2001-11-10 / Front Page

‘We’re Confident and We’re Ready!’ St. John’s Hospital Holds Bio-Terrorism Conference

By Gary G. Toms

‘We’re Confident and We’re Ready!’
St. John’s Hospital Holds
Bio-Terrorism Conference
By Gary G. Toms


Raymond J. Pastore, M.D., and Chief Medical Officer for the hospital, assured community residents that the hospital is equipped to deal with the threat of a bio-terrorist attack.Raymond J. Pastore, M.D., and Chief Medical Officer for the hospital, assured community residents that the hospital is equipped to deal with the threat of a bio-terrorist attack.

St. John’s Episcopal Hospital hosted a conference on bio-terrorism last week, as result of the recent Anthrax outbreak throughout the country. In an effort to ease the community’s fears about the dangerous disease, and separate fact from fiction, three of the hospital’s leading authorities on Anthrax and other biological agents provided information and safety tips to deal with the possibility of outbreaks here in the Rockaways.

"The hospital is going to great lengths to prepare for the unthinkable. We are taking special initiatives to insure the safety of the community in the event of an attack," said Raymond J. Pastore, M.D., who is the Chief Medical Officer for St. John’s.

"Given the circumstances of September 11, we have heightened our sensitivity level and awareness to the possibility of an attack here in the Rockaways. Our safety drills include a number of scenarios that we feel would adequately prepare us for just about anything."

Pastore also noted that the facility has undergone certain changes to combat against a biological attack.

"We have upgraded 16 rooms in Tower 10 of the hospital. There are various bioresearch facilities and stations set up in the event of an attack. They are equipped with state of the art technology and medical devices that will help us to deal with terrorist threats."

John F. Boyle, Ph.D., M.S., RM (NRM), Director of Laboratory and Respiratory Services for the hospital, spoke in detail about the many myths that are circulating regarding Anthrax.

"Unfortunately, the continuous coverage in the media has fueled the public’s fears about Anthrax. I can safely state that it is not a communicable disease. You must inhale, ingest or have physical contact with the bacteria in order to get it. It is NOT transmitted from person to person."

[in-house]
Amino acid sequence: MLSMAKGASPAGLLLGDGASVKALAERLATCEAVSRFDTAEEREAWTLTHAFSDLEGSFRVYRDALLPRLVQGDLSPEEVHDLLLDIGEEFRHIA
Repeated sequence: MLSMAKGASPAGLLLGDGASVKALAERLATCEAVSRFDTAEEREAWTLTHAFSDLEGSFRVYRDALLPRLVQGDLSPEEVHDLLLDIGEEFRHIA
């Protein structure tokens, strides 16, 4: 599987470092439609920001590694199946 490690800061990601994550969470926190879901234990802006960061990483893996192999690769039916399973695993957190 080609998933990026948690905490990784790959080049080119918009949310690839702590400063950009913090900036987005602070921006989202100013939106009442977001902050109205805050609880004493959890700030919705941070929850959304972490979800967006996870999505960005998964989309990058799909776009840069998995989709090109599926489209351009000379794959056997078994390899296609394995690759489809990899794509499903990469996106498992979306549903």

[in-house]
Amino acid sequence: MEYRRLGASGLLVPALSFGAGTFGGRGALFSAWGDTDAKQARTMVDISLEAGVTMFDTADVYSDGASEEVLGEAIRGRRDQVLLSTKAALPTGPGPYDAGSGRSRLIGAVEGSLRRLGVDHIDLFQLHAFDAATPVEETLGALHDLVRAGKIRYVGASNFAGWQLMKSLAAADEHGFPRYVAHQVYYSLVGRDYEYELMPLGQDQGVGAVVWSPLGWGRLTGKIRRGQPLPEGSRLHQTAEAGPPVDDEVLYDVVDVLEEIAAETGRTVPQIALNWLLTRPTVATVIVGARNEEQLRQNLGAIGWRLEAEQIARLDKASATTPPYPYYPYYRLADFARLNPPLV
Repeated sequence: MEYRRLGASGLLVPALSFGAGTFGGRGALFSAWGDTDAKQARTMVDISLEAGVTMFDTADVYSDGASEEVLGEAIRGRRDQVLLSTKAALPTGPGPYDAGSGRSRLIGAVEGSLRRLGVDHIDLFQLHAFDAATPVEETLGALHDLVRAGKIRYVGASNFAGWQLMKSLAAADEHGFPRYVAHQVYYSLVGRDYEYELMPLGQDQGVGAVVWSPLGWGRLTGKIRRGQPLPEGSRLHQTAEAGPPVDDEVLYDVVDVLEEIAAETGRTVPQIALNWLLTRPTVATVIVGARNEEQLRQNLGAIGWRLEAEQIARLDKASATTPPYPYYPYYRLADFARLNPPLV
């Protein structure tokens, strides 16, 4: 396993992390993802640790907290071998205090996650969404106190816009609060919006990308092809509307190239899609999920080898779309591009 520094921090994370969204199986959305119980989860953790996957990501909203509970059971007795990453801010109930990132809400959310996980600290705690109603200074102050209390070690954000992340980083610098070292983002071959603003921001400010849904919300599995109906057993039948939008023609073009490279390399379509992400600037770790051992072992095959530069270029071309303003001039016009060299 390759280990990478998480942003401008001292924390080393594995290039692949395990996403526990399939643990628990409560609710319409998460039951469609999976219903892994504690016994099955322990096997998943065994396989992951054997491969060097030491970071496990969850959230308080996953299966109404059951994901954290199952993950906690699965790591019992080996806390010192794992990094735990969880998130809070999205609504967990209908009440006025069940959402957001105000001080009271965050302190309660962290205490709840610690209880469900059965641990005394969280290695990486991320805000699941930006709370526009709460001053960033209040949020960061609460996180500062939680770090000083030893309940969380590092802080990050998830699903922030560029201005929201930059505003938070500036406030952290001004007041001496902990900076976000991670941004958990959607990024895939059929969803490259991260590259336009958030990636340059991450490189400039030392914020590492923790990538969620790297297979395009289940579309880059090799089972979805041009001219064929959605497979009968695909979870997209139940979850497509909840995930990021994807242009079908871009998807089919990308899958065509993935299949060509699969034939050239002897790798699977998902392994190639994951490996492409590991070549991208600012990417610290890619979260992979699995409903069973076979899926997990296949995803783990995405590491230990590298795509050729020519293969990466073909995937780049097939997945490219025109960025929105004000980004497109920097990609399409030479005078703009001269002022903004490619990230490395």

Dee L’Archeveque, M.D., Chairman of Emergency Medicine at the facility, provided comical commentary on the dangers of biological agents, but stressed the importance of grasping all of the facts when it comes to Anthrax and the treatment of it.

"We have to be careful that people are not misinformed about this disease and its treatment. I urge people not to run out and start stocking up on Cipro or other antibiotics used to treat Anthrax. If you have everybody running around pumping antibiotics into their system, they will lessen the effectiveness of the treatment and build up a resistance to the drugs."

State Senator Malcolm Smith attended the conference, and he was very vocal about the fact that certain people are taking advantage of the Anthrax scare by pulling pranks and hoaxes.

"There are people who think it is funny to pull these types of stunts. There is nothing funny about it. People have died, and the threat of more possible attacks has the nation in fear. I can promise you that Congress is taking the matter very seriously, and those who engage in these types of acts will be dealt with swiftly and severely."

The speakers pointed out that the hospital does have a contingency plan in place if both area hospitals should be forced to shut down because of contamination, as was the case with the Manhattan Eye, Ear and Throat Hospital in New York City.

"We have links to other area hospitals, and doctors, in the event of a shutdown. They have assured us that they will work with us in any way possible if needed. We will work together to evacuate, transfer and treat patients if necessary." stated Dee L’Archeveque.

The doctors also agree that St. John’s is ready to handle other biological agent attacks, such as the Ebola virus or the flesh-eating bacteria that have been found in certain areas of the country.


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